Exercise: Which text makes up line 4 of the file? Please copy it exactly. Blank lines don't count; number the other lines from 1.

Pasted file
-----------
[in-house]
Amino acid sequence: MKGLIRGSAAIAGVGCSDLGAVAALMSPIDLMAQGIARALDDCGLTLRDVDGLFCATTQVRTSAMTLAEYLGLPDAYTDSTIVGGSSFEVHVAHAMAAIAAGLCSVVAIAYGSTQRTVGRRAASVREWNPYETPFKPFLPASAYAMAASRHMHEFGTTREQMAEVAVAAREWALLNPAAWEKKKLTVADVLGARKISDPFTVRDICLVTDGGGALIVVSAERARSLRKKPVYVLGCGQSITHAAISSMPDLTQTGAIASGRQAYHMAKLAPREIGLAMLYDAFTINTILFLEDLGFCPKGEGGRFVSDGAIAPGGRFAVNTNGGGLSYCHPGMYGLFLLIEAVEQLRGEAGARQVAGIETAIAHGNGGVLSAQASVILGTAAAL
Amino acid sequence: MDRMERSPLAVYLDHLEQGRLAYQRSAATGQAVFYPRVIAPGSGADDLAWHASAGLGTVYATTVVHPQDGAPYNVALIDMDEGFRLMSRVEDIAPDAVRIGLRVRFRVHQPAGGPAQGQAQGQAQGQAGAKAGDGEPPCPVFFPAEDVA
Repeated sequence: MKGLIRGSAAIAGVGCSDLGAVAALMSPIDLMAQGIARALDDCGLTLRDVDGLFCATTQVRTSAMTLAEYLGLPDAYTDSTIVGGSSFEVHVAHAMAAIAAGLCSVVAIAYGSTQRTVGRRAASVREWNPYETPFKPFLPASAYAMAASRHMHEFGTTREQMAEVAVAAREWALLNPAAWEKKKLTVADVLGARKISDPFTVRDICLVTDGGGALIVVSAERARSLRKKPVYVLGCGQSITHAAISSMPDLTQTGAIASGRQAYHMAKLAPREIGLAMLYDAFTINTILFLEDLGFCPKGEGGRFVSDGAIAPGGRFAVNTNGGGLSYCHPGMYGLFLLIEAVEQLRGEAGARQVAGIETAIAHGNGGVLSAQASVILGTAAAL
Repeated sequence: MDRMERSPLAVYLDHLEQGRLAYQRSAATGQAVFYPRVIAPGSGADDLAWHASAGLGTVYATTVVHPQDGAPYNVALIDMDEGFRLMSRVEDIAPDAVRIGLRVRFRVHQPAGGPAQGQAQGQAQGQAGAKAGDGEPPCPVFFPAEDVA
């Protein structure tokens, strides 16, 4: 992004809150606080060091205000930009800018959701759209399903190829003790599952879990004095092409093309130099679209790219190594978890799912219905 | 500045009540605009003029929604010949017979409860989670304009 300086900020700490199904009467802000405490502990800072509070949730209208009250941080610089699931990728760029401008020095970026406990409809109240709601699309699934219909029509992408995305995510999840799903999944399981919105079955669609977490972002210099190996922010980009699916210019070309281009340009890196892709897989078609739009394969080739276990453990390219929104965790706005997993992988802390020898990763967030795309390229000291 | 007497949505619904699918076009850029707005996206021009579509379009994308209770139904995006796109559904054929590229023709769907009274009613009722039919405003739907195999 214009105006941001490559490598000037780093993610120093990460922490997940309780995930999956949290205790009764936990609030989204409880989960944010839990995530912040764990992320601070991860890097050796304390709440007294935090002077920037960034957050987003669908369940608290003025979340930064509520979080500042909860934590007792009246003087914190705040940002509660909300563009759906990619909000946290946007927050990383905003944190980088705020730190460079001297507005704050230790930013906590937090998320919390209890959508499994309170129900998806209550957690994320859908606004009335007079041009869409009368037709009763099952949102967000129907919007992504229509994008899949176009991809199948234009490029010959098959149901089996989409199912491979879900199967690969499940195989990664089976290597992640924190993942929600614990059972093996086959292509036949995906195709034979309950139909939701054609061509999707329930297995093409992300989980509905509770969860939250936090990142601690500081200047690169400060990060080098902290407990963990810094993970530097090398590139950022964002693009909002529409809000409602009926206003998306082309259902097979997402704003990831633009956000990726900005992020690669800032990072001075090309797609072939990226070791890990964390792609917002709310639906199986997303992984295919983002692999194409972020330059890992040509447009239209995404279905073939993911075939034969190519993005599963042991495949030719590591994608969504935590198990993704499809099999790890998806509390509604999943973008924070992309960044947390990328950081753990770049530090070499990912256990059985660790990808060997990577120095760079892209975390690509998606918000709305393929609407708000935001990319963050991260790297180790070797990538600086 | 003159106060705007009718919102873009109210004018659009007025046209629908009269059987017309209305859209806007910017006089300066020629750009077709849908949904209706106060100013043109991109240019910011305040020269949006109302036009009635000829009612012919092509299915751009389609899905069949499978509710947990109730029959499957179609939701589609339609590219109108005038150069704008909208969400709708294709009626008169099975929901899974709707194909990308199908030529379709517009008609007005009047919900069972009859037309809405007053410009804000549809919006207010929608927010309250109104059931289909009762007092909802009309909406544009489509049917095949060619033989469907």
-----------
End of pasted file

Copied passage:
Repeated sequence: MKGLIRGSAAIAGVGCSDLGAVAALMSPIDLMAQGIARALDDCGLTLRDVDGLFCATTQVRTSAMTLAEYLGLPDAYTDSTIVGGSSFEVHVAHAMAAIAAGLCSVVAIAYGSTQRTVGRRAASVREWNPYETPFKPFLPASAYAMAASRHMHEFGTTREQMAEVAVAAREWALLNPAAWEKKKLTVADVLGARKISDPFTVRDICLVTDGGGALIVVSAERARSLRKKPVYVLGCGQSITHAAISSMPDLTQTGAIASGRQAYHMAKLAPREIGLAMLYDAFTINTILFLEDLGFCPKGEGGRFVSDGAIAPGGRFAVNTNGGGLSYCHPGMYGLFLLIEAVEQLRGEAGARQVAGIETAIAHGNGGVLSAQASVILGTAAAL